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NUEN 650 Position Statement

Amber Capps
Ashley Booth
Innocent Tsorxe

Saudi Arabia’s Position on the Iran Nuclear Deal
Introduction
According to IAEA, the definition of nuclear security is “the prevention and detection of,
and response to, theft sabotage, unauthorized access, illegal transfer or other malicious acts
involving nuclear material, other radioactive substances or their associated facilities.”1 The
purpose of this paper is to provide a comprehensive analysis involving Saudi Arabia’s position
about the Iran Deal and the policy implications that will need to be established. Saudi Arabia is
supportive of the Iran Deal and the reasons for their support are outlined in the following
sections.
Past and Present Relationship with Iran
Saudi Arabia’s support for the 2015 Iran Deal and the Joint Comprehensive Plan of
Action (JCPOA) can be attributed to several reasons especially the country’s past and present
relationship with Iran. According to the 2015 Iran Deal and the Joint Comprehensive Plan of
Action (JCPOA) joint statement in Switzerland, the P5+1 countries and Iran agreed on a
framework for a deal. According to this framework, Iran would redesign, convert, and reduce its
nuclear facilities and accept the Additional Protocol (with provisional application) in order to lift
all nuclear-related economic sanctions, freeing up tens of billions of dollars in oil revenue and
frozen assets.2
The joint statement detailed that Iran’s enrichment capacity; enrichment level and
stockpile will be limited for specified duration. There would not be any enrichment facilities
except for in Natanz. In addition, the Fordo, the underground enrichment center will be
converted to a nuclear, physics and technology center. At the start of these agreements, Saudi
Arabia and other Gulf countries, along with Israel, are upset. However, on a recent visit by the
Prime minister of Saudi Arabia, he stated that the Saudi government is satisfied with the Iran
Nuclear deal, and with assurances from U.S. President Barack Obama about the Iran nuclear deal
and believes the agreement will contribute to security and stability in the Middle East.

1

International Atomic Energy Agency, The International Legal Framework for Nuclear Security IAEA International Law Series
No. 4, (2011), http://www-pub.iaea.org/MTCD/publications/PDF/Pub1486_web.pdf.
2
"Joint Statement by EU High Representative Federica Mogherini and Iranian Foreign Minister Javad Zarif Switzerland."
Retrieved 5 December 2015.

NUEN 650 Position Statement
Amber Capps
Ashley Booth
Innocent Tsorxe

It is an undisputable fact that Saudi’s recent decision to support the Iran Nuclear deal can
be related to the two countries past and recent relationship. Bilateral relations between the two
countries have been affected by different political issues such as interpretation of Islamic faith,
desire for leadership of the Islamic world, relationship with the US and oil export policy. The
tension between the two countries soured mainly after the Iranian Revolution, the nuclear
program and the most recent alleged Iran assassination plot. There have also been several
attempts to improve the relationship between the two countries.
Iranian revolution started in the 1979, Iran begun to publicly attack and criticize the
character and Islamic religion of the Saudi Arabian system. Iranian’s took over ownership and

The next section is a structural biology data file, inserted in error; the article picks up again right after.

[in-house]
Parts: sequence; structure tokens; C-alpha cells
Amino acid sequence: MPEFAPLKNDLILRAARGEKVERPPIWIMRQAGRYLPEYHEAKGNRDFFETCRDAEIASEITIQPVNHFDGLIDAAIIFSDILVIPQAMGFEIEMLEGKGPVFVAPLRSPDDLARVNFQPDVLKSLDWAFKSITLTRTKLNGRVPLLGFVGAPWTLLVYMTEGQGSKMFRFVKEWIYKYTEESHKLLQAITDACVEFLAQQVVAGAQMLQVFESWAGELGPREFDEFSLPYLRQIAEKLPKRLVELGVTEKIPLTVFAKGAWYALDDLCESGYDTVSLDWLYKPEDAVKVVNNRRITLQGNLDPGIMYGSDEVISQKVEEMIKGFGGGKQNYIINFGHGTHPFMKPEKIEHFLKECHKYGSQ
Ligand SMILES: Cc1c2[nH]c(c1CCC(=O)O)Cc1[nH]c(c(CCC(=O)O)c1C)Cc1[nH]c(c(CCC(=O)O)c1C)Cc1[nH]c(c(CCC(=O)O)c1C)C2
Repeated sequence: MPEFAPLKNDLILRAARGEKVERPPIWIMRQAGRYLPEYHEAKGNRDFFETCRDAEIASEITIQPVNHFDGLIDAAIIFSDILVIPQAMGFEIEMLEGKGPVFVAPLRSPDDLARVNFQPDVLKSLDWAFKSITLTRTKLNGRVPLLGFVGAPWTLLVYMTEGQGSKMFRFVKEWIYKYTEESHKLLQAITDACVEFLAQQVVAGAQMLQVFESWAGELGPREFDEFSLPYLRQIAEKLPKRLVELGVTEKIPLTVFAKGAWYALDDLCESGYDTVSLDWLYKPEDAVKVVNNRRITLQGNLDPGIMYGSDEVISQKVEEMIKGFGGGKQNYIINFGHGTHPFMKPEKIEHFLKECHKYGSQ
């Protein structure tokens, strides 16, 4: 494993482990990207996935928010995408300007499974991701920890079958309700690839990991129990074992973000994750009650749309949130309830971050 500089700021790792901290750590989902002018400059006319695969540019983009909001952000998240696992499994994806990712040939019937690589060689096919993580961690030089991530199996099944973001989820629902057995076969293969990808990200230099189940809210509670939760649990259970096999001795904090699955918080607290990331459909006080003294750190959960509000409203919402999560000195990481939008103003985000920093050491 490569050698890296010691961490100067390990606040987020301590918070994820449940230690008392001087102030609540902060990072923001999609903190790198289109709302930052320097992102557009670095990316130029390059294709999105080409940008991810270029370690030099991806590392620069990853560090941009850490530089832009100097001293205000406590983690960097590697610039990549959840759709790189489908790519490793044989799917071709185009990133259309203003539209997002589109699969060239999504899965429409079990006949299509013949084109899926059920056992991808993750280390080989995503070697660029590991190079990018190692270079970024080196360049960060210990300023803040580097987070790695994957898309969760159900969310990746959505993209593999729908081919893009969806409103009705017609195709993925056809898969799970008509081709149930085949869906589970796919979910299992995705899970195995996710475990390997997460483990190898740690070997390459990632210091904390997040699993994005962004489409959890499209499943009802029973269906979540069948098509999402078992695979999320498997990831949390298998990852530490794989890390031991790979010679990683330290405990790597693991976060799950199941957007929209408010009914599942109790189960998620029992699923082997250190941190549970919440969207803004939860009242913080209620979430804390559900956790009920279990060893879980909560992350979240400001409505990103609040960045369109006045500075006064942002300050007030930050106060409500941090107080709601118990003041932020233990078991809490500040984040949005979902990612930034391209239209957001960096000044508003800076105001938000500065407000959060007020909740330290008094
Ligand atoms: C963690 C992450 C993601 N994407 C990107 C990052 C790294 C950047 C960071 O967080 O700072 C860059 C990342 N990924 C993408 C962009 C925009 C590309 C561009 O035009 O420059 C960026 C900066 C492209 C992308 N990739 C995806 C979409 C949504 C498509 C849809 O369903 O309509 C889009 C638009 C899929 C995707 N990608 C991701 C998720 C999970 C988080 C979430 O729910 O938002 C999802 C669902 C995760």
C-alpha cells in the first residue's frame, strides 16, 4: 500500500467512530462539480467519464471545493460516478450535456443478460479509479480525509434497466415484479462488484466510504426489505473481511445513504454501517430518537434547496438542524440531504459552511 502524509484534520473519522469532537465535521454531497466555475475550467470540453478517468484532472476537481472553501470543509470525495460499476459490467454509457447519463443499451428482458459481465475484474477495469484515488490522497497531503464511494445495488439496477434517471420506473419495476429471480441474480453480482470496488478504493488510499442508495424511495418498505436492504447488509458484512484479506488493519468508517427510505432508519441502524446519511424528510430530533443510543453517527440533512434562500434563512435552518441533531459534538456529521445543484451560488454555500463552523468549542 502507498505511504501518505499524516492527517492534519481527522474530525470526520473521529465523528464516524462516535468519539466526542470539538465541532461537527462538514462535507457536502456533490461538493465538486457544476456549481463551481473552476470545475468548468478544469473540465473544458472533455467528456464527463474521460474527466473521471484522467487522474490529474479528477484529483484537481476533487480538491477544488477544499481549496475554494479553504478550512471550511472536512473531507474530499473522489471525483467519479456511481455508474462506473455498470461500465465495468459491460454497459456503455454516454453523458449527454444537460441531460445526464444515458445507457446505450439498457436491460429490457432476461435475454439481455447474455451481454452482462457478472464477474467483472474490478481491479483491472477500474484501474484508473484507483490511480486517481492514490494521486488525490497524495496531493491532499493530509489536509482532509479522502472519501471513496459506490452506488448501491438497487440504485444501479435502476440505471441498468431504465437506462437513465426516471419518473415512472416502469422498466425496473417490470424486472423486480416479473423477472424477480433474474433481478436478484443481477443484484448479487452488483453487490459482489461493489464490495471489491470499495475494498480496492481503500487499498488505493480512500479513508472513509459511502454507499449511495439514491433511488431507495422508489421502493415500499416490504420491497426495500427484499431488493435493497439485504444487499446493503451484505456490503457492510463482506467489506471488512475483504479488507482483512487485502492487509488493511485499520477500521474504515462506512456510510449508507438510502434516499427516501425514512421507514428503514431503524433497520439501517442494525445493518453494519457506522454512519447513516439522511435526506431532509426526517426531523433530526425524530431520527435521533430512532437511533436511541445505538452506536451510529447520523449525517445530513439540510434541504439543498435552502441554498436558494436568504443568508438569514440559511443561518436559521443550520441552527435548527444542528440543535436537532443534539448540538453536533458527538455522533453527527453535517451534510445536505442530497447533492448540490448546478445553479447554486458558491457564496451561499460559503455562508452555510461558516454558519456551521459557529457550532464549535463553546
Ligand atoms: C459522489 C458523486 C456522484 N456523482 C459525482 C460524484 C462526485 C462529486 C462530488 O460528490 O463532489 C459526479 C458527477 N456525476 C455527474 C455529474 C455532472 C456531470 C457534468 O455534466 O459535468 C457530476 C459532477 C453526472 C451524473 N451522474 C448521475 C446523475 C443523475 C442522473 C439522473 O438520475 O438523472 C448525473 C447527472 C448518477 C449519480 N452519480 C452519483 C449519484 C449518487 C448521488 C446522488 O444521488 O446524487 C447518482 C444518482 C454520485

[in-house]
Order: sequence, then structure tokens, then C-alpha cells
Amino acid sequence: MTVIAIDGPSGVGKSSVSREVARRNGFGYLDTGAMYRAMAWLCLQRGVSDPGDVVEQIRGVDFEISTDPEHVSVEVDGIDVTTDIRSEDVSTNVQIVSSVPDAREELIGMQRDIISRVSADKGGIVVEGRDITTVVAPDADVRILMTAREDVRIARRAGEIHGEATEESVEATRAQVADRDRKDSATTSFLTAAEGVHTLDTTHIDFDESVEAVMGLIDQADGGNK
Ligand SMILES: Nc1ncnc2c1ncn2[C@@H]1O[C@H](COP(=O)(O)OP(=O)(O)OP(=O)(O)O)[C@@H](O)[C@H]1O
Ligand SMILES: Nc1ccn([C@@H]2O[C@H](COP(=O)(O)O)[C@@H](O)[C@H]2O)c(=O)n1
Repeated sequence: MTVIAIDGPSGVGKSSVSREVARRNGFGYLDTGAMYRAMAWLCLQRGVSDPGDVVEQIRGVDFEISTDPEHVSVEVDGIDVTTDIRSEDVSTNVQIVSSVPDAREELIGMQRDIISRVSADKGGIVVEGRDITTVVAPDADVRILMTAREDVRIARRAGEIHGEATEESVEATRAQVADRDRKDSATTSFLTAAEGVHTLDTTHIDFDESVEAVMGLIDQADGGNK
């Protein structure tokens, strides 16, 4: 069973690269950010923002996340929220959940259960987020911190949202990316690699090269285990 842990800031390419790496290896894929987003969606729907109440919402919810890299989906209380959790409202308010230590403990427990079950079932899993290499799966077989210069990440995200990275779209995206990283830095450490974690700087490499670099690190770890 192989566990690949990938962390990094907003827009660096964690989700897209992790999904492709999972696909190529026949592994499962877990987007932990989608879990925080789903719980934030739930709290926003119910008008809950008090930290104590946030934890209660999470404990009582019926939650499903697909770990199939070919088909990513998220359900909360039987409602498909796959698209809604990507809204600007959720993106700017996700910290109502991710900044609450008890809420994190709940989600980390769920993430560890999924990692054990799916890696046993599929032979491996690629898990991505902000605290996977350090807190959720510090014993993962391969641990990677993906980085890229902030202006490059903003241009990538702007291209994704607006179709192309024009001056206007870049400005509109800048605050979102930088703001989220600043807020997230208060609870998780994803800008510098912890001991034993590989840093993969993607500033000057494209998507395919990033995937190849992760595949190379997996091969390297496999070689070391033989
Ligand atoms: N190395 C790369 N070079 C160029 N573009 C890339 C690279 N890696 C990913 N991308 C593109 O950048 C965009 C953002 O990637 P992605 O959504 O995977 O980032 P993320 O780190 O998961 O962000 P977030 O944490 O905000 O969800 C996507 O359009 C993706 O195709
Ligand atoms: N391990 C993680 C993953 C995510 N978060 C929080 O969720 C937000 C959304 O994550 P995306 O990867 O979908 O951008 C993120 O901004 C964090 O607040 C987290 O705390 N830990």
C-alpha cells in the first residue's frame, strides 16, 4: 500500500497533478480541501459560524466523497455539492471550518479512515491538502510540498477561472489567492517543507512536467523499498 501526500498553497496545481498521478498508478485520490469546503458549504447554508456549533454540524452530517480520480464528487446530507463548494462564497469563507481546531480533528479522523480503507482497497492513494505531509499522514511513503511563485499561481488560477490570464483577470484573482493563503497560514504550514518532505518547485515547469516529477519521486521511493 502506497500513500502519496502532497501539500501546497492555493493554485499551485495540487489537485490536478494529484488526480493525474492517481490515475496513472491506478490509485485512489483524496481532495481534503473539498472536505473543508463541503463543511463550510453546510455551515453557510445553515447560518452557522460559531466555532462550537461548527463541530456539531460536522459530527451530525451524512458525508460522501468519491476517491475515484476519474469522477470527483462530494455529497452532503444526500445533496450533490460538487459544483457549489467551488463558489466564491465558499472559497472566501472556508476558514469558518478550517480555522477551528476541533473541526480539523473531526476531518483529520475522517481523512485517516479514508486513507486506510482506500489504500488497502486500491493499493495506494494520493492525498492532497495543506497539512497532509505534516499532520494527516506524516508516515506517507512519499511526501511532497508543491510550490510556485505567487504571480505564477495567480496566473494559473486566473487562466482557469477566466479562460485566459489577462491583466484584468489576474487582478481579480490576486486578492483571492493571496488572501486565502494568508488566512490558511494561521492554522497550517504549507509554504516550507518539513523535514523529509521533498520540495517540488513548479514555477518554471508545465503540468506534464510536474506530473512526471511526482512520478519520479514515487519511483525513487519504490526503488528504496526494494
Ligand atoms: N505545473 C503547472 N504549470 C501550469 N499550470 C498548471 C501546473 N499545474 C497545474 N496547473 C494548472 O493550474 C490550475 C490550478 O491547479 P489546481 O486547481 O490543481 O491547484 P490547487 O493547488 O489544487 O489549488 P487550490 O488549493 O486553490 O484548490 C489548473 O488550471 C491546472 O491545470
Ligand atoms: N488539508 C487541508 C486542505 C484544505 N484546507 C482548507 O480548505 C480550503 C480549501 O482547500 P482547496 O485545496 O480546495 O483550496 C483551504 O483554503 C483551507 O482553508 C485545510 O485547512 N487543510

control the main Islamic holy cities of Mecca and Medina. Iran and Saudi Arabia deemed each
other’s religious beliefs as incorrect for decades. All of these resulted to an increase tension
between major sects of Islam, their followers and affiliations. The conflict is considered unlikely
to be resolved any time soon.
In addition both countries are major oil and gas exporters and have clashed over energy
policy. Saudi Arabia, with its large oil reserves and smaller population, has a greater interest in
taking a long-term view of the global oil market and incentive to moderate prices. In contrast,
Iran is compelled to focus on high prices in the short term due to its low standard of living given
recent sanctions after its decade old war with Saddam's Iraq.
Last but not least, Saudi Arabia and Iran are divided by long-standing structural tensions.
The fight and inspiration for Islamic leadership, and each have different visions of regional
order. Saudi Arabia worries about Iran’s asymmetric power and regional powers especially by
expanding alleged pursuit of nuclear weapon. A particular concern in Riyadh is Iran’s capability
to challenge the legitimacy of the al-Saud before regional and domestic audiences upstaging
them on pan-Arab issues such as Palestine.
Nuclear Deal Expected Consequences
Relationships between Saudi Arabia and other Middle Eastern countries have been quite
strained throughout history. Distrust amongst the countries stem back to the Gulf Cooperation
Council allies and US backed invasion of Iran. Saudi Arabia’s primary concern is the regional
domination of Iran. Currently, Iran has a stronger military and is more capable economically.

NUEN 650 Position Statement
Amber Capps
Ashley Booth
Innocent Tsorxe

Even despite the sanctions they have been able to spread influence across the region and the
removal of the sanctions will increase Iran’s power.3
Saudi Arabia is also concerned about an alliance drift regarding potential US and Iran
relationships and wants assurance from the US that their alliance will not be abandoned in the
wake of the deal. The US does not support Saudi Arabia in the ongoing wars between Syria and
Yemen, both of which are Iran allies. It seems that Saudi Arabia is demonstrating its willingness
to use military forces to push back Iran’s influence in the Gulf.
Additionally, the nuclear deal has led Saudi Arabia to align with Israel and they have now
offered Israel oil exports and flyovers of Saudi territory if in the event an attack from Iran.4
Therefore, it seems while Saudi Arabia is satisfied that Iran will not be capable to obtain a
nuclear weapon, but they are preparing to align with Israel and maintain US alliances if in the
even Iran tries to overpower Saudi Arabia.
Saudi Arabia has since agreed that the Iran Nuclear Deal will contribute to stability and
security in the Middle East. Even though the deal will allow for the lifting of sanctions against